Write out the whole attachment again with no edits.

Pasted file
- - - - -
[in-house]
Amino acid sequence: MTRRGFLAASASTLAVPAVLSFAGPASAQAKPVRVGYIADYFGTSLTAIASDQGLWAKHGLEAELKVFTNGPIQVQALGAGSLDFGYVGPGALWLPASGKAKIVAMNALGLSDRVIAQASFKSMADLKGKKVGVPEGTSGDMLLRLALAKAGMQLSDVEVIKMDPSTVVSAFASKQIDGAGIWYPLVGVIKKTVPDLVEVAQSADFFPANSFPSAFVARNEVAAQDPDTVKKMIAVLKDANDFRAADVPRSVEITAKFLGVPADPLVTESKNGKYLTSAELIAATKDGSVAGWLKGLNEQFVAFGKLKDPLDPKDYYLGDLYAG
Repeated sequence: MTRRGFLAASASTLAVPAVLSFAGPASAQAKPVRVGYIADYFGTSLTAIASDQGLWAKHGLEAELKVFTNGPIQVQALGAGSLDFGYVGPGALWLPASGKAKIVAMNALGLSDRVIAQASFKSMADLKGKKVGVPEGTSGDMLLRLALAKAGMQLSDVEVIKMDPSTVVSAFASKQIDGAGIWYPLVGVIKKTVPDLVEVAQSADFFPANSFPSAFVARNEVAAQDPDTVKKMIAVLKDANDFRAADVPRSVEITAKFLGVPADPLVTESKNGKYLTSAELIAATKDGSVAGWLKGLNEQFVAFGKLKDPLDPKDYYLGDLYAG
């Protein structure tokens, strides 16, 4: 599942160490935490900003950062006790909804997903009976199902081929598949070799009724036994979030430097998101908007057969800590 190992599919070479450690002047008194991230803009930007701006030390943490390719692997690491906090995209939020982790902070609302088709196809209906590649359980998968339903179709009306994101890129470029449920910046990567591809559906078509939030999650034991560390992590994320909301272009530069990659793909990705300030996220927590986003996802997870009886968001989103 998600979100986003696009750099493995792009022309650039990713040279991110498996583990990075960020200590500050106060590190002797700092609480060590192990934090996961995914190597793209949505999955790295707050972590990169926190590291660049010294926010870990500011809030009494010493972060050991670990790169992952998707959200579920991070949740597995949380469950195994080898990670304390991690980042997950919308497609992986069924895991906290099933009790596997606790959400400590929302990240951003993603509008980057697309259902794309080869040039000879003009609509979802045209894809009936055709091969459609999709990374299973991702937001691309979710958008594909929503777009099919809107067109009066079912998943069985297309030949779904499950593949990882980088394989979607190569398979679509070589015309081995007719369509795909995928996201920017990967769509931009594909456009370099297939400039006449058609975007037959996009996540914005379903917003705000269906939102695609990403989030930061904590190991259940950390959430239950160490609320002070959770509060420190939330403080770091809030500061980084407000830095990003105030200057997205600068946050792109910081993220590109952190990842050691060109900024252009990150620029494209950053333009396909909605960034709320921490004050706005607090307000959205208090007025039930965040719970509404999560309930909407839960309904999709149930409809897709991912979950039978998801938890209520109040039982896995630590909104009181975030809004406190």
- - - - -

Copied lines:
[in-house]
Amino acid sequence: MTRRGFLAASASTLAVPAVLSFAGPASAQAKPVRVGYIADYFGTSLTAIASDQGLWAKHGLEAELKVFTNGPIQVQALGAGSLDFGYVGPGALWLPASGKAKIVAMNALGLSDRVIAQASFKSMADLKGKKVGVPEGTSGDMLLRLALAKAGMQLSDVEVIKMDPSTVVSAFASKQIDGAGIWYPLVGVIKKTVPDLVEVAQSADFFPANSFPSAFVARNEVAAQDPDTVKKMIAVLKDANDFRAADVPRSVEITAKFLGVPADPLVTESKNGKYLTSAELIAATKDGSVAGWLKGLNEQFVAFGKLKDPLDPKDYYLGDLYAG
Repeated sequence: MTRRGFLAASASTLAVPAVLSFAGPASAQAKPVRVGYIADYFGTSLTAIASDQGLWAKHGLEAELKVFTNGPIQVQALGAGSLDFGYVGPGALWLPASGKAKIVAMNALGLSDRVIAQASFKSMADLKGKKVGVPEGTSGDMLLRLALAKAGMQLSDVEVIKMDPSTVVSAFASKQIDGAGIWYPLVGVIKKTVPDLVEVAQSADFFPANSFPSAFVARNEVAAQDPDTVKKMIAVLKDANDFRAADVPRSVEITAKFLGVPADPLVTESKNGKYLTSAELIAATKDGSVAGWLKGLNEQFVAFGKLKDPLDPKDYYLGDLYAG
């Protein structure tokens, strides 16, 4: 599942160490935490900003950062006790909804997903009976199902081929598949070799009724036994979030430097998101908007057969800590 190992599919070479450690002047008194991230803009930007701006030390943490390719692997690491906090995209939020982790902070609302088709196809209906590649359980998968339903179709009306994101890129470029449920910046990567591809559906078509939030999650034991560390992590994320909301272009530069990659793909990705300030996220927590986003996802997870009886968001989103 998600979100986003696009750099493995792009022309650039990713040279991110498996583990990075960020200590500050106060590190002797700092609480060590192990934090996961995914190597793209949505999955790295707050972590990169926190590291660049010294926010870990500011809030009494010493972060050991670990790169992952998707959200579920991070949740597995949380469950195994080898990670304390991690980042997950919308497609992986069924895991906290099933009790596997606790959400400590929302990240951003993603509008980057697309259902794309080869040039000879003009609509979802045209894809009936055709091969459609999709990374299973991702937001691309979710958008594909929503777009099919809107067109009066079912998943069985297309030949779904499950593949990882980088394989979607190569398979679509070589015309081995007719369509795909995928996201920017990967769509931009594909456009370099297939400039006449058609975007037959996009996540914005379903917003705000269906939102695609990403989030930061904590190991259940950390959430239950160490609320002070959770509060420190939330403080770091809030500061980084407000830095990003105030200057997205600068946050792109910081993220590109952190990842050691060109900024252009990150620029494209950053333009396909909605960034709320921490004050706005607090307000959205208090007025039930965040719970509404999560309930909407839960309904999709149930409809897709991912979950039978998801938890209520109040039982896995630590909104009181975030809004406190």